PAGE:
Last Modified: September 14, 2008
Dear OncoLink "Ask The Experts,"
I have been treated for the last 8 months for an invasive breast cancer (mastectomy and chemo). I am now on Tamoxifen and have been having quite the time with hot flashes. I have been reading about using flaxseed in your diet to help combat the hot flashes. I have found articles that are both pro and con on using flaxseed when you have breast cancer. What is your opinion? Thanks for your time!
Kathleen Gallagher, RD, LDN, Oncology Dietitian at the Abramson Cancer Center of the University of Pennsylvania, responds:
In a study done by the Mayo Clinic on post-menopausal women without breast cancer or estrogen therapy, flaxseeds were shown to reduce the number of hot flashes but did not get rid of them altogether. The participants had 4 Tablespoons (TBSP) of ground flaxseed per day and showed a 50% decrease in the number of hot flashes and in their severity as well.
Flaxseeds eaten at these higher amounts can have a laxative effect. A serving size of 1-2 Tbsp would be more tolerable and appropriate, especially during Tamoxifen therapy. The whole flaxseeds must be ground to bring out the nutrients because our bodies cannot digest the tough outer shell. When eating the whole food as opposed to a flaxseed oil supplement, you also get the added benefit of fiber. Ground flaxseed can be mixed into yogurt, cereals, and baked products such as muffins and breads.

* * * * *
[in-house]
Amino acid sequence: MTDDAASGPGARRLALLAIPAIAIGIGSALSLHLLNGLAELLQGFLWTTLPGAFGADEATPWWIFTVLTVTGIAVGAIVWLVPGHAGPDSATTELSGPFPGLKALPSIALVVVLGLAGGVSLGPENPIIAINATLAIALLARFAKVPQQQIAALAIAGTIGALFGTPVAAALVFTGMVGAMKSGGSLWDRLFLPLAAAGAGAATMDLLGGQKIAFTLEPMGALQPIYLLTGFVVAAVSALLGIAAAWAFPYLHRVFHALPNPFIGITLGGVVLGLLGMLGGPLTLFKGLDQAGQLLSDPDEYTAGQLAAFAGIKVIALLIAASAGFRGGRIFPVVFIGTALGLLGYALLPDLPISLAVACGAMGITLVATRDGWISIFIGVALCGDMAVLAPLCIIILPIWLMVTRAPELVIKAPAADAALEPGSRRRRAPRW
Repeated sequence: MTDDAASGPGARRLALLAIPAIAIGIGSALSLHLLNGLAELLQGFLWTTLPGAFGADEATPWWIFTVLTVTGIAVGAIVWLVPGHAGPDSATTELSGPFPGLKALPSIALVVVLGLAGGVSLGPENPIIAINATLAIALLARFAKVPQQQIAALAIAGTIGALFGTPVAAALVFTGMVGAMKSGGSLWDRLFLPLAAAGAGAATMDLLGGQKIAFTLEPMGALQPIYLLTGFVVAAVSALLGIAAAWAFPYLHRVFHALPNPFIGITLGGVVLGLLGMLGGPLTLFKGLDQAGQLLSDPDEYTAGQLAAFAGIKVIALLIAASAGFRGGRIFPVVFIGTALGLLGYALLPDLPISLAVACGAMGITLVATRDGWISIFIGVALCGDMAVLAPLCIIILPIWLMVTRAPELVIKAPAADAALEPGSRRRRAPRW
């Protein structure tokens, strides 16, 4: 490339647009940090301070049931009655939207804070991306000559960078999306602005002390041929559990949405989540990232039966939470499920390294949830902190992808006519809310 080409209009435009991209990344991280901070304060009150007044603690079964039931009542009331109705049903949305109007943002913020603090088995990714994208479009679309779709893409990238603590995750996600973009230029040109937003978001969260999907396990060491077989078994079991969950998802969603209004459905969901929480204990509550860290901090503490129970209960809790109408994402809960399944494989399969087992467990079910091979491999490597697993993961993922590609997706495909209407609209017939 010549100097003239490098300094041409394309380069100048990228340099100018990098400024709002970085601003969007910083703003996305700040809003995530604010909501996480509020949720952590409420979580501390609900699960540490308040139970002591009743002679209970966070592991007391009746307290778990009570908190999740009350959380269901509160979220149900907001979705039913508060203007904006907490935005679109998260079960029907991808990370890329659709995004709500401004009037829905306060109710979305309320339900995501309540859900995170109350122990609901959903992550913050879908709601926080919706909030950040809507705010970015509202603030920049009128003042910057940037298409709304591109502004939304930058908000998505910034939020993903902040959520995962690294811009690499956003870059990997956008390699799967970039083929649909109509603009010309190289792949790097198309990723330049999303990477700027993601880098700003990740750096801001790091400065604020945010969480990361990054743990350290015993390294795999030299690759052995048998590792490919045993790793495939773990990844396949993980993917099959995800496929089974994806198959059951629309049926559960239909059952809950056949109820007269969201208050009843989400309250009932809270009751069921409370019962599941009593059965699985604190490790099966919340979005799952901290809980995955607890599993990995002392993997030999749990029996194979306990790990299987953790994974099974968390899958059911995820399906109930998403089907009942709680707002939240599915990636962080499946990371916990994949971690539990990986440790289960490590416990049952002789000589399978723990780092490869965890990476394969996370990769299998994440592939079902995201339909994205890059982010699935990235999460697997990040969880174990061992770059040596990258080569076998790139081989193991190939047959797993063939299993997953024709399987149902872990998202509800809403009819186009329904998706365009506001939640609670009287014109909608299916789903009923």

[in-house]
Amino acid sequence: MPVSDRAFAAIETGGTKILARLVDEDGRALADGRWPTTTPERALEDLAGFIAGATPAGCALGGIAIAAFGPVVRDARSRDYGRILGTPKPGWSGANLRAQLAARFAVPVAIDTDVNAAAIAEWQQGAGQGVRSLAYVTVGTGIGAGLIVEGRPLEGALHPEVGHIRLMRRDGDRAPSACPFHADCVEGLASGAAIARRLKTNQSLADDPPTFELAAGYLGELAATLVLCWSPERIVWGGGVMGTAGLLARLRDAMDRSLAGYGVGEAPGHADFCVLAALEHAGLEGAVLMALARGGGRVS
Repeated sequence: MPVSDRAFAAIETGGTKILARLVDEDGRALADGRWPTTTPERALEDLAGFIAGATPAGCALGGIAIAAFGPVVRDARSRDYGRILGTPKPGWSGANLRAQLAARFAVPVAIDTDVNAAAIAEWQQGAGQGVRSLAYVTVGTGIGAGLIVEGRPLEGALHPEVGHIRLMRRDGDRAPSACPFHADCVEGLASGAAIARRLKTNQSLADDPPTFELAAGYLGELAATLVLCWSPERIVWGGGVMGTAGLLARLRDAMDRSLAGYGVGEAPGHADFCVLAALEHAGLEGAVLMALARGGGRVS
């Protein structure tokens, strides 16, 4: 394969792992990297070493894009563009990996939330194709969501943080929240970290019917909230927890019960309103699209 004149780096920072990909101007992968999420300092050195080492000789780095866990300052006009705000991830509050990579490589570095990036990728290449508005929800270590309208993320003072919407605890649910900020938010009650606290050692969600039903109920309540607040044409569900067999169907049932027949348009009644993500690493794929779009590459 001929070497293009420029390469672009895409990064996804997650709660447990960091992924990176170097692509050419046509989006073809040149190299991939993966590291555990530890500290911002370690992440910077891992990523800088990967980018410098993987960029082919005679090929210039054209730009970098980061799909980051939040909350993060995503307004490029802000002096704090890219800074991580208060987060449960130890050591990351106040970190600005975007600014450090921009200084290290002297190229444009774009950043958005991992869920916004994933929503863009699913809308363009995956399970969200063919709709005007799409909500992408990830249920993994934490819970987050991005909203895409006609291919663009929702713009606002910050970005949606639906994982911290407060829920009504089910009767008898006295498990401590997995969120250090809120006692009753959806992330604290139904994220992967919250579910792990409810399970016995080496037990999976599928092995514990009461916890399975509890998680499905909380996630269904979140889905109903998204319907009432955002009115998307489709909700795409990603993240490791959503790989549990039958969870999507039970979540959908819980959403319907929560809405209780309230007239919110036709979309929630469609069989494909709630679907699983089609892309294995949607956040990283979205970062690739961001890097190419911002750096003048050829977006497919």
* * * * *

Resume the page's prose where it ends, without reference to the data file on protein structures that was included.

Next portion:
The Mayo Clinic is still researching the effect of flaxseeds for hot flashes in women taking Tamoxifen and no results are available at this time. The studies are being done to test if the weak form of estrogen contained in flaxseeds, called lignans, impedes the action of the Tamoxifen by blocking receptor sites on the cancer cells. So for the time being, it may be best to err on the side of caution and stick to the more tolerable serving size of 1-2 Tbsp of ground flaxseed a day.
Pruthi, S., et al. Pilot evaluation of flaxseed for the management of hot flashes. J Soc Integr Oncol. 2007 Summer; 5(3):106-12.
Jan 31, 2012 - Interventions such as telephone counseling can help women with early-stage breast cancer adjust to emotional distress stemming from the side effects of treatment, according to a study published in the February issue of Applied Nursing Research.
Oct 15, 2012